For we give the name of “passion” only to that which is opposed to the virtuous unimpassioned state and of this we believe that He Who granted us salvation was at all times devoid, Who “was in all points tempted like as we are yet without sin [Hebrews 4:15].” Of that, at least, which is truly passion, which is a diseased condition of the will, He was not a partaker; for it says “He did no sin, neither was guile found in His mouth [1 Peter 2:22]”; but the peculiar attributes of our nature, which, by a kind of customary abuse of terms, are called by the same name of “passion,”— of these, we confess, the Lord did partake,— of birth, nourishment, growth, of sleep and toil, and all those natural dispositions which the soul is wont to experience with regard to bodily inconveniences,— the desire of that which is lacking, when the longing passes from the body to the soul, the sense of pain, the dread of death, and all the like, save only such as, if followed, lead to sin.

– Gregory of Nyssa, Against Eunomius, Book VI, Chapter 3

Here Gregory emphasizes Christ’s sinlessness with reference to several relevant passages.

Since, then, this was the sum of our calamity, that humanity was exiled from the good Father, and was banished from the Divine oversight and care, for this cause He Who is the Shepherd of the whole rational creation, left in the heights of heaven His unsinning and supramundane flock, and, moved by love, went after the sheep which had gone astray, even our human nature. For human nature, which alone, according to the similitude in the parable, through vice roamed away from the hundred of rational beings, is, if it be compared with the whole, but an insignificant and infinitesimal part. Since then it was impossible that our life, which had been estranged from God, should of itself return to the high and heavenly place, for this cause, as says the Apostle, He Who knew no sin is made sin for us, and frees us from the curse by taking on Him our curse as His own, and having taken up, and, in the language of the Apostle, “slain” in Himself “the enmity” which by means of sin had come between us and God—(in fact sin was “the enmity”)— and having become what we were, He through Himself again united humanity to God.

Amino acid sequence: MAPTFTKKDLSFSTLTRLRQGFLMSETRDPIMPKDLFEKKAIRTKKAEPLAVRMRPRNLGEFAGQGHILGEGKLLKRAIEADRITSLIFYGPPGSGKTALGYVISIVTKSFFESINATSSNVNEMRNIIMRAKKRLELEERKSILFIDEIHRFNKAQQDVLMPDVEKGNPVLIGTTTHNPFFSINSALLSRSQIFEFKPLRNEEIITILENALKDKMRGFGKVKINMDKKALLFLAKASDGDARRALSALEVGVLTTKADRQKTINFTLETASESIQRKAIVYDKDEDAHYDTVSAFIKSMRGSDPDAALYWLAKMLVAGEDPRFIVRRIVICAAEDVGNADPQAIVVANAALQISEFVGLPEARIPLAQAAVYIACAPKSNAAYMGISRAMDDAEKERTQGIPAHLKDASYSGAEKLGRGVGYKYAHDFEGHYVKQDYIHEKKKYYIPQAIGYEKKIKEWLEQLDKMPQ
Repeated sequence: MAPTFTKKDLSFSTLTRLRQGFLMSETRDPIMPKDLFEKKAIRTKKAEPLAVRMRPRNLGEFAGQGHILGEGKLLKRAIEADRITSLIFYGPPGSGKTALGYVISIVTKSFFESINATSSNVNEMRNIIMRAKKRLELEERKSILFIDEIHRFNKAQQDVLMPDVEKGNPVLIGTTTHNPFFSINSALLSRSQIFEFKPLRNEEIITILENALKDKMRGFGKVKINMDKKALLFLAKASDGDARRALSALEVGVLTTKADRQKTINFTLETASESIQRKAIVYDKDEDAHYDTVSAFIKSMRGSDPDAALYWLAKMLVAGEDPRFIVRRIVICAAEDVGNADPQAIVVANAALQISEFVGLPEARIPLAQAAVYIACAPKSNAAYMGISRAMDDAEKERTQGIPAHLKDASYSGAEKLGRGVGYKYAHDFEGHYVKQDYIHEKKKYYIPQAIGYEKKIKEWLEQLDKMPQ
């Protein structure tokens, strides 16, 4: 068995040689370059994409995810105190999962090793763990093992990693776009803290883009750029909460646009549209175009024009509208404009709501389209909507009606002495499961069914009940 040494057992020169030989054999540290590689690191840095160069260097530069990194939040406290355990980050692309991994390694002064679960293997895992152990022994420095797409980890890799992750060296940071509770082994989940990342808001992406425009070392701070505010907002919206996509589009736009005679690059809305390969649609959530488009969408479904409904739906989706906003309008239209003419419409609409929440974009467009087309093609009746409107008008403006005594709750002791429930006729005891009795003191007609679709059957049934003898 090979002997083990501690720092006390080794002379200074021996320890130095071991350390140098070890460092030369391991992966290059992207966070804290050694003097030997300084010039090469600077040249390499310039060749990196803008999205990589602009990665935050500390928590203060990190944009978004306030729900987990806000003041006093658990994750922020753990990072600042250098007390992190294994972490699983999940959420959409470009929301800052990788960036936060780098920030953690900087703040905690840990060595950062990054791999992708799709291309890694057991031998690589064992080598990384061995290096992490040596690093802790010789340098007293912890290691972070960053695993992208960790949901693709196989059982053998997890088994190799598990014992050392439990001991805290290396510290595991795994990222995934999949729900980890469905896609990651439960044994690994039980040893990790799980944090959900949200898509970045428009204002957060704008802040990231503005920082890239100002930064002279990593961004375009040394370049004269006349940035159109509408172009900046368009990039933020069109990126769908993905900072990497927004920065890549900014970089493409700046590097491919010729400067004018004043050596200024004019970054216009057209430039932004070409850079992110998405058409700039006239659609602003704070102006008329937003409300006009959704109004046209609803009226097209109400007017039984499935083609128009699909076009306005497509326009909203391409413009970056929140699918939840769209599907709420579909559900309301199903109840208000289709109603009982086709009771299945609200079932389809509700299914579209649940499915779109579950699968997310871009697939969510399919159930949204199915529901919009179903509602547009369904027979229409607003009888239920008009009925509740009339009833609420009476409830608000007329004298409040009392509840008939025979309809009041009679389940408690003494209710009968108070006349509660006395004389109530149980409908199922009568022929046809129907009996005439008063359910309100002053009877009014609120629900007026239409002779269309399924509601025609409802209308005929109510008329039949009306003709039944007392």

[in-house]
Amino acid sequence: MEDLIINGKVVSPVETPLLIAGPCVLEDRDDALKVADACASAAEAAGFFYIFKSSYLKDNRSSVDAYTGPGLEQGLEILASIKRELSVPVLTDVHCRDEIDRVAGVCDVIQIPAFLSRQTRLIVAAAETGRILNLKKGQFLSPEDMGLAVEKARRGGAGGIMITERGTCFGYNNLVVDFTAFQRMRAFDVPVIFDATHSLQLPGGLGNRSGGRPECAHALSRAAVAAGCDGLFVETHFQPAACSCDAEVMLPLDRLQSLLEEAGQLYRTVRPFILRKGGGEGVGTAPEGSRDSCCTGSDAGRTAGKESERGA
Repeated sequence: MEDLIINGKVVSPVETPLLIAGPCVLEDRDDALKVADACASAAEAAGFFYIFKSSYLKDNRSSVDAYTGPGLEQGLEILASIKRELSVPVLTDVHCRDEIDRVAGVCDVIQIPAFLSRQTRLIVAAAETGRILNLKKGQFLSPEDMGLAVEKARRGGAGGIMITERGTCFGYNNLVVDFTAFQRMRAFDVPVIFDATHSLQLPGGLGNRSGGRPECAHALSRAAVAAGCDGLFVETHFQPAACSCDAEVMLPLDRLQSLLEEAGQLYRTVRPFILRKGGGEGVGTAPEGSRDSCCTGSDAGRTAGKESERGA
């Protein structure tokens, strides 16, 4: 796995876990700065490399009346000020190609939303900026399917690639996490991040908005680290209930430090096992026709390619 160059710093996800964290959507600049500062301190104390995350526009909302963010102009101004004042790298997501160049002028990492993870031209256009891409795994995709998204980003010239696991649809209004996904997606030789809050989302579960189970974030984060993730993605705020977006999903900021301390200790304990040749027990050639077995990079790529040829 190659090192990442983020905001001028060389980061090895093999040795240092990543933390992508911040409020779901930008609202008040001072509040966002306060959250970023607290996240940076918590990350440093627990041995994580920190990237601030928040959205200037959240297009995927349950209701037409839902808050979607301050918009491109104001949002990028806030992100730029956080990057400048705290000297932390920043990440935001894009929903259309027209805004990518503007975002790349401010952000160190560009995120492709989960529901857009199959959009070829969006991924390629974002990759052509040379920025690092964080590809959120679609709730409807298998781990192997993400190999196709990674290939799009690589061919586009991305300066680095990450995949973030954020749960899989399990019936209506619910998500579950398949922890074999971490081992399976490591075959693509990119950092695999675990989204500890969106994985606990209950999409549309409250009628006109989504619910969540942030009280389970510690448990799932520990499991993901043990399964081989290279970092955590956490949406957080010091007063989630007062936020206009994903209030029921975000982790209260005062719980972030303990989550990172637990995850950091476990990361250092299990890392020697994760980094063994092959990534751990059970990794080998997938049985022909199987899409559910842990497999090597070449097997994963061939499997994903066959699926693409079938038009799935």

– Gregory of Nyssa, Against Eunomius, Book XII, Chapter 1

This is another passage that is very interesting with respect to the atonement. It also tangentially touches on the theological point that a reason that Christ was a suitable mediator was his sinlessness. But again, as to our particular topic, Gregory is simply reiterating the Scriptural position that Christ had no sin.

“But I do not see,” he rejoins, “how God can be above His own works simply by virtue of such things as do not belong to Him.” And on the strength of this clever sally he calls it a union of folly and profanity, that our great Basil has ventured on such terms. But I would counsel him not to indulge his ribaldry too freely against those who use these terms, lest he should be unconsciously at the same moment heaping insults on himself. For I think that he himself would not gainsay that the very grandeur of the Divine Nature is recognized in this, viz. in the absence of all participation in those things which the lower natures are shown to possess. For if God were involved in any of these peculiarities, He would not possess His superiority, but would be quite identified with any single individual among the beings who share that peculiarity. But if He is above such things, by reason, in fact, of His not possessing them, then He stands also above those who do possess them; just as we say that the Sinless is superior to those in sin. The fact of being removed from evil is an evidence of abounding in the best. But let him heap these insults on us to his heart’s content. We will only remark, in passing, on a single one of the points mentioned under this head, and will then return to the discussion of the main question.

– Gregory of Nyssa, Answer to Eunomius’ Second Book

Here Gregory identifies “Sinless” and God, and uses “the Sinless” as a unique designator, even more clearly than in the previous instance above.

He became the image of the invisible God out of love so that in his own form which he assumed, you might be conformed through him to the stamp of archetypal beauty for becoming what he was from the beginning. If we are to become the invisible God’s image, we must model the form of our life upon the pattern given us (Jn 13.15). What is this model? He who lives in the flesh does not live according to it (Rom 8.12). That prototype is the image of the invisible God; having become man through the Virgin, he was tempted in all things according to the likeness of human nature yet did not experience sin. “He committed no sin, neither was any guile found in his mouth” (1Pt 2.22).

– Gregory of Nyssa, On Perfection

This is a restatement and emphasis on the Scriptural teaching that Christ was and is sinless.